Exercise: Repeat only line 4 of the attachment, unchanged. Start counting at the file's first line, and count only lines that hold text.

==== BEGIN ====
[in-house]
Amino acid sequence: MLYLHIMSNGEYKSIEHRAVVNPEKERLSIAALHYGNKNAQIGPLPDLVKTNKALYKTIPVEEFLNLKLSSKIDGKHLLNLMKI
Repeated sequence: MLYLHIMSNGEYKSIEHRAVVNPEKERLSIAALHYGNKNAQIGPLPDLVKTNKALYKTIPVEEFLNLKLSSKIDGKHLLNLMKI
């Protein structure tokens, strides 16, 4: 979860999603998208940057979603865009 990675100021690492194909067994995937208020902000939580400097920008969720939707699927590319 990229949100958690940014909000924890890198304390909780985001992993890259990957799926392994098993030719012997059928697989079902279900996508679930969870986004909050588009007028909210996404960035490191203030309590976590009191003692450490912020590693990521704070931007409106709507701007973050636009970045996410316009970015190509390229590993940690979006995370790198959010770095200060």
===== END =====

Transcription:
């Protein structure tokens, strides 16, 4: 979860999603998208940057979603865009 990675100021690492194909067994995937208020902000939580400097920008969720939707699927590319 990229949100958690940014909000924890890198304390909780985001992993890259990957799926392994098993030719012997059928697989079902279900996508679930969870986004909050588009007028909210996404960035490191203030309590976590009191003692450490912020590693990521704070931007409106709507701007973050636009970045996410316009970015190509390229590993940690979006995370790198959010770095200060």